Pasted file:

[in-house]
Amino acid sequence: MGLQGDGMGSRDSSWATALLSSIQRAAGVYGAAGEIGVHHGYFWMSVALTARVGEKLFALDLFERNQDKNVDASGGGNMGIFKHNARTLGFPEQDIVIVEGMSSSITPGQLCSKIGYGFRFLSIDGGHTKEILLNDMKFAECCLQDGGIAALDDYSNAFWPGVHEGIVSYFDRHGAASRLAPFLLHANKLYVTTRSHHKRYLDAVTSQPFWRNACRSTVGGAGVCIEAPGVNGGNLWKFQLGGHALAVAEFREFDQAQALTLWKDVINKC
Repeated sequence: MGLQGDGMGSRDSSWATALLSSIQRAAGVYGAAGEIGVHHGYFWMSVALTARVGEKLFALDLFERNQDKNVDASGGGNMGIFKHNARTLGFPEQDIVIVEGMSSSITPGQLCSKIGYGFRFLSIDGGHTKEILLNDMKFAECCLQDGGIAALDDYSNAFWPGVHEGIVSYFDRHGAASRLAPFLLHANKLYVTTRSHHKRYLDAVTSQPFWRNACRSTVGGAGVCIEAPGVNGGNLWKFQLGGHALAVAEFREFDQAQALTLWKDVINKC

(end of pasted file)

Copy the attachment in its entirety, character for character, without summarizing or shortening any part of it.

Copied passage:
[in-house]
Amino acid sequence: MGLQGDGMGSRDSSWATALLSSIQRAAGVYGAAGEIGVHHGYFWMSVALTARVGEKLFALDLFERNQDKNVDASGGGNMGIFKHNARTLGFPEQDIVIVEGMSSSITPGQLCSKIGYGFRFLSIDGGHTKEILLNDMKFAECCLQDGGIAALDDYSNAFWPGVHEGIVSYFDRHGAASRLAPFLLHANKLYVTTRSHHKRYLDAVTSQPFWRNACRSTVGGAGVCIEAPGVNGGNLWKFQLGGHALAVAEFREFDQAQALTLWKDVINKC
Repeated sequence: MGLQGDGMGSRDSSWATALLSSIQRAAGVYGAAGEIGVHHGYFWMSVALTARVGEKLFALDLFERNQDKNVDASGGGNMGIFKHNARTLGFPEQDIVIVEGMSSSITPGQLCSKIGYGFRFLSIDGGHTKEILLNDMKFAECCLQDGGIAALDDYSNAFWPGVHEGIVSYFDRHGAASRLAPFLLHANKLYVTTRSHHKRYLDAVTSQPFWRNACRSTVGGAGVCIEAPGVNGGNLWKFQLGGHALAVAEFREFDQAQALTLWKDVINKC